Cloud Providers Look for Legal Loopholes to Protect Customer Data

United States-based providers of e-commerce resources, including cloud services, must release foreign-held customer information to law enforcement agencies under a new law enacted in March.Providers have strongly objected to releasing customer information residing outside the U.S. for fear of violating the privacy laws of other countries. In a legal filing, the providers noted a potential “staggering” loss of international customers who no longer would trust the providers to protect their privacy. The document cites the positive trade balance of US$18 billion for U.S.-based cloud service providers in 2015.

As the Clarifying Lawful Overseas Use of Data Act, or CLOUD Act, was enacted, a dispute between Microsoft and the U.S. Department of Justice over the release of foreign-held customer data was playing out in the U.S. Supreme Court. Microsoft had challenged the basis of a 2013 DoJ warrant for customer information residing at a data facility in Ireland. The DoJ sought the information in connection with a criminal drug investigation. Since the CLOUD Act addressed the major issue in dispute between DoJ and Microsoft, the Supreme Court agreed to a request by both parties and mooted the case.

The Justice Department quickly resumed its case against Microsoft under the CLOUD Act. DoJ asserted that the Act clearly provides U.S. law enforcement agencies with the ability to seek customer information related to criminal investigations when that data resides at a facility outside the U.S. DoJ argued that the CLOUD Act demolishes the legal basis for Microsoft’s past refusal to comply with its request for the information, and issued a new warrant to the company. DoJ and Microsoft had different views on the reach of the SCA, which led to the original court case. The CLOUD Act removed the SCA ambiguity by stating that U.S. law now would cover customer information that is “located within or outside of the United States”. The CLOUD Act applies to any “electronic communication service or remote computing service,” and it requires providers to “preserve, backup, or disclose the contents of a wire or electronic communication and any record or other information pertaining to a customer or subscriber.” The data must be within a provider’s “possession, custody, or control”.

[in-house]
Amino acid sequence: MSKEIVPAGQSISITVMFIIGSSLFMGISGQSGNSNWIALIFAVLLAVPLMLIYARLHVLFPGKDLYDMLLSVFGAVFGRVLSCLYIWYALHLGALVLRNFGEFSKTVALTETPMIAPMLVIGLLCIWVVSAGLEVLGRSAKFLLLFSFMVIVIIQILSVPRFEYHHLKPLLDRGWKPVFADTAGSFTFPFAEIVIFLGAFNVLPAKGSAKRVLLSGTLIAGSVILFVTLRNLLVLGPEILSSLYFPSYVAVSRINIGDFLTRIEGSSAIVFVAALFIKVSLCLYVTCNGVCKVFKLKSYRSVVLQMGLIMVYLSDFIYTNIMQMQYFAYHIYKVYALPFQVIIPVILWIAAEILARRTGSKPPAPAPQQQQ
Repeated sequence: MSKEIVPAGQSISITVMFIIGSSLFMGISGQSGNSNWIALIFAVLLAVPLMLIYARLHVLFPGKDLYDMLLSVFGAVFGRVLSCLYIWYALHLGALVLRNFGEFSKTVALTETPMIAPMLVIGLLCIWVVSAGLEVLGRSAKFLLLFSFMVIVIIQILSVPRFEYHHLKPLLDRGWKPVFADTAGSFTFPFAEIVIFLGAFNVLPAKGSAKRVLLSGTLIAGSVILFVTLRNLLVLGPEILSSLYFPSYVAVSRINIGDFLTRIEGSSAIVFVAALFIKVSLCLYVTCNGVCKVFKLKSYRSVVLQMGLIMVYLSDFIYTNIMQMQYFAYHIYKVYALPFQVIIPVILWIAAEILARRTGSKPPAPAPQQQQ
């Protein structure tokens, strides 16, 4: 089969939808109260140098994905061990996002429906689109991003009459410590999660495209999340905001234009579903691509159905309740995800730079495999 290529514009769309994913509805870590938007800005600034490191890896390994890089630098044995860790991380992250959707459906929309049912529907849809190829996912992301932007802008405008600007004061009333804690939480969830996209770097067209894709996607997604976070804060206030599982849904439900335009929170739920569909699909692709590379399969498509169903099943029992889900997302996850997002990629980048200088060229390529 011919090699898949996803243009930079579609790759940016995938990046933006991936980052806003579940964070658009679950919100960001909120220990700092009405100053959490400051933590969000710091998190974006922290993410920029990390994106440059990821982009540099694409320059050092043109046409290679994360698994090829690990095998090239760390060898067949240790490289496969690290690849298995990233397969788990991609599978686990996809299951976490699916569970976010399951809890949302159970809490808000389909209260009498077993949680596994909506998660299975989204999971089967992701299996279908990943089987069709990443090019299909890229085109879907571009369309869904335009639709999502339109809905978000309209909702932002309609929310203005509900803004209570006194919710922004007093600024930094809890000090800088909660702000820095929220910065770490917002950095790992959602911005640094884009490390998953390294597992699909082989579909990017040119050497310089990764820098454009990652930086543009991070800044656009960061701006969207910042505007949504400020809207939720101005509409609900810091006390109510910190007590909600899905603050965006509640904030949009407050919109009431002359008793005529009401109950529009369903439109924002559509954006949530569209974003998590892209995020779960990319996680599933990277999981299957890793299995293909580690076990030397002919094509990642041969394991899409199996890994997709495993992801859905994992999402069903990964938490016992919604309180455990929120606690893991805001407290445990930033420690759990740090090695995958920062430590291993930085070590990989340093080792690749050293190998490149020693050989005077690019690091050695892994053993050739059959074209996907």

Microsoft may be contemplating a rejection of the new DoJ warrant, however. While the company no longer can use the international location argument to reject the DoJ request, it has indicated there may be another legal means to challenge the department under the international “comity” provisions of the CLOUD Act. Courts then would have to find that the release of sought-after information would compromise the comity of any country-to-country agreement. In the event there was no specific bilateral agreement, the CLOUD Act would allows companies to challenge a warrant based on the “common law” concept of comity, according to Microsoft. In its petition for dismissal of the Supreme Court case, the company argued that it would evaluate its options under the CLOUD Act regarding the new DoJ warrant.


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